Have you read The Life-Changing Magic of Tidying by Marie Kondo? If not, then you might be the only one 😉 It has been such a popular book, I see it pop up so much on social media and blogs. It seems that so many people have had a wow moment over it. I can’t say I was super wowed. It may be that we have moved a lot, so we have less stuff in general than the average reader. I read it and Kondo certainly made some great points. I particularly liked thinking of items as serving their purpose, you can let them go, and not downgrading clothes to lounge wear. I recommend it, but with the disclaimer that it is a bit repetitive, the information I found most useful was in the middle and some parts are not my cup of tea. I do think most people can pick up something valuable from it if you give it a chance. Clearing the clutter in life can be most valuable and not just physical but mental too. I wanted to share a little bit about how I approach both physical and mental clutter.
First Consider These Few Scenarios…
Every time you open the hall closet to get your coat or bag or whatever, something falls out. How does this make you feel? What thoughts flit through your brain? What emotions come up? I bet there are not nice thoughts. I bet some of you feel anger or guilt or anxiety. So what steps could you do to avoid these feelings that come from the simple act of opening your closet. You take half a day and pull it all out and I bet you could reduce it by half or at least a fourth. How much better would your life be by just taking this time and fixing this one area of frustration in your life. Sure by the time you get in your car maybe you have forgotten about the closet, but still those feeling are not something you should be feeling every single day.
You know you should make a doctors appointment but you keep putting it off. You know that getting a check up will be good for you and is an important part of your health, but you keep avoiding it. Maybe you are scared, maybe you don’t think you have time, maybe you don’t like your doctor or don’t have one. How many times have you thought about making this appointment in the last month? How many times has it popped into your mind and you think, “oh, I really should do this?” Again, maybe you feel guilty, sad, scared, anxiety every time this thought pops up. How long have you been pushing this thought to the back of the “closet”? So clear it out.
Do you have something in your house that you look at and you know you don’t use, or is broken, or brings up some kind of guilt? Every time you see it, do you feel a little tightening in your chest or a little bit of darkness in your mind? Maybe it is that sweater you bought for so much money but hate wearing. That end table that has a broken leg, you thought, “oh I’ll fix it but it’s been ages”; it’s not serving it’s purpose because it can’t. That hobby you tried and decided it wasn’t for you, but you are holding onto the supplies because you bought them. How are these things serving you? They aren’t they are there taking up space and feelings that you could wipe away. Stop thinking about it and get rid of it.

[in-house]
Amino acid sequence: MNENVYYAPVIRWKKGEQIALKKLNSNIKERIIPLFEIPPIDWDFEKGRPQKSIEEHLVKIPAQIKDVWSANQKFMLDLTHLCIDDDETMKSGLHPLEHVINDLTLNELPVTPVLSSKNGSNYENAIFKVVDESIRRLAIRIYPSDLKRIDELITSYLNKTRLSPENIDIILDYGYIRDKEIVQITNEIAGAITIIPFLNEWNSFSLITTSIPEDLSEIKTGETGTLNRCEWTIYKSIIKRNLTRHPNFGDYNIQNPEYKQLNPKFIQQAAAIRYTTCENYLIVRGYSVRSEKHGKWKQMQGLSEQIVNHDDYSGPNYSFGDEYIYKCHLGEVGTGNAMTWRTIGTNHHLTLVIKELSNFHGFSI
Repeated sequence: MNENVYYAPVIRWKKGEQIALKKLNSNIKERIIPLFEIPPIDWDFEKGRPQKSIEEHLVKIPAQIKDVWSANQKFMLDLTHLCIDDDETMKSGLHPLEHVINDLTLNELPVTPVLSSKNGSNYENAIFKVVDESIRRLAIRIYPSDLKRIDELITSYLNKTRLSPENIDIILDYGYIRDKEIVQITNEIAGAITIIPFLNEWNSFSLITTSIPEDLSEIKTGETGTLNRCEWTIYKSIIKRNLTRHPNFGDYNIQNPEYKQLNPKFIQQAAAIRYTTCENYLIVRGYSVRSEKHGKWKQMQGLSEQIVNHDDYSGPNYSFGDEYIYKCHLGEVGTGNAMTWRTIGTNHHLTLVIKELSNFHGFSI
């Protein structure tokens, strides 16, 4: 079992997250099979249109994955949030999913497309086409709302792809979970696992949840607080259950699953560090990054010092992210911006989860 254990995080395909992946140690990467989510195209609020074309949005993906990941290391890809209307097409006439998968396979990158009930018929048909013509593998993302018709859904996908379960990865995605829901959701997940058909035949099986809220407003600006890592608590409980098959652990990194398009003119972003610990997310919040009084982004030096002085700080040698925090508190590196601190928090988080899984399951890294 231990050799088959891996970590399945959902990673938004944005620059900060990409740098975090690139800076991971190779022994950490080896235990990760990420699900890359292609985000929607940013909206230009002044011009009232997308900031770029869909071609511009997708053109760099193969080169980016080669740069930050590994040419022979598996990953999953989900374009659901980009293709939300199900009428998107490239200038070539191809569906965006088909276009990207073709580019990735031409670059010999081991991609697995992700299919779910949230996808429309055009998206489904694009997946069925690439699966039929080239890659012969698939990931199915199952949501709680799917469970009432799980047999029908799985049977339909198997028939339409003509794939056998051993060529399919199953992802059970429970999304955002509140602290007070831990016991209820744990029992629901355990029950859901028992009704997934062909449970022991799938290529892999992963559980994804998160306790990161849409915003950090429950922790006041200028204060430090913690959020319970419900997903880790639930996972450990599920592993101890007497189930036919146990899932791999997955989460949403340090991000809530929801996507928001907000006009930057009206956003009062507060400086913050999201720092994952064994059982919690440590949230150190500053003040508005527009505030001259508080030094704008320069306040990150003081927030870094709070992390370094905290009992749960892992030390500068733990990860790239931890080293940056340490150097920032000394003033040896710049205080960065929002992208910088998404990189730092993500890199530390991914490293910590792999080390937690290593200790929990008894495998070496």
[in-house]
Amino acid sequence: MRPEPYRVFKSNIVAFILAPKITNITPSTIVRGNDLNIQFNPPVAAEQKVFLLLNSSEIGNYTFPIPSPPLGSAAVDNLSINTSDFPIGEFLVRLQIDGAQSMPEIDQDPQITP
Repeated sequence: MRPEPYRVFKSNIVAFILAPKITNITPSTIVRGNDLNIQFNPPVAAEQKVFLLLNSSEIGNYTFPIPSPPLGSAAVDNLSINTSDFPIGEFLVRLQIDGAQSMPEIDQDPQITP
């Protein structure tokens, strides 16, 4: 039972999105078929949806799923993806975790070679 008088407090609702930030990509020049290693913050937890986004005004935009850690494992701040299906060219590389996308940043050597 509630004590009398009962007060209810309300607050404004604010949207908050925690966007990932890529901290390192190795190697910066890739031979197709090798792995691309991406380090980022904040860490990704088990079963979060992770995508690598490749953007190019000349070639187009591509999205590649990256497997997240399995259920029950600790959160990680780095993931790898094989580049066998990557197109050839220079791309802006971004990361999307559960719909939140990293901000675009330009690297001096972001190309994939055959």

How many of you were reading the above saying, “yes” or nodding in agreement? If you were, then I have some homework for you.
Homework To Do Something About It
Sit down and think about how many times in a day you have these feelings of guilt, anger, anxiety about things that you just keep pushing to the side. Things that keep coming back up and cycling through your day. How many of these things could you “easily” fix, by making a phone call, by scheduling an appointment, by cleaning out a draw, getting rid of an item?
Since you are sitting down thinking about it, start a list. I call mine the shit list, it’s things that I know I need to take care of but I really don’t want to. Things like finding a new dentist and making an appointment, returning something I ordered and didn’t like, consolidating banking information, cleaning out the filing cabinet. Not only does writing it down help to get it out of a constant loop in your mind and makes it less of a guilt and more a action item. Think of it as a place to make improvements.
Now that you have the list, you have to work on it. Most people are not going to have the motivation to tackle the whole thing at once, and frankly it may not be possible. What you can do is set a schedule for yourself to work on it. This is going to depend on you, but at a minimum you should be assigning yourself one of these items a week.
I personally like to set myself a reward for getting through all the items in a month. You could do a week, or when you mark off five, or whatever you think will make you stick to your schedule. The reward can be anything, something that brings you joy or builds on the life you want. If you have a particularly hard (high avoidance) item, write the reward you can have if you take care of that one.
Ask yourself why are you constantly cycling through these feelings of guilt and anxiety when you can do something about it. Why are you not taking steps to reduce frustration in your life? Don’t hold onto things that are not serving you, clear the clutter both physical and mental. Get it done and get it out of your mind or out of your face 🙂 Trust me, you are going to feel so much better when you don’t have these things weighing on your mind or hitting you in the head. Take action!
How do you handle the clutter in your life?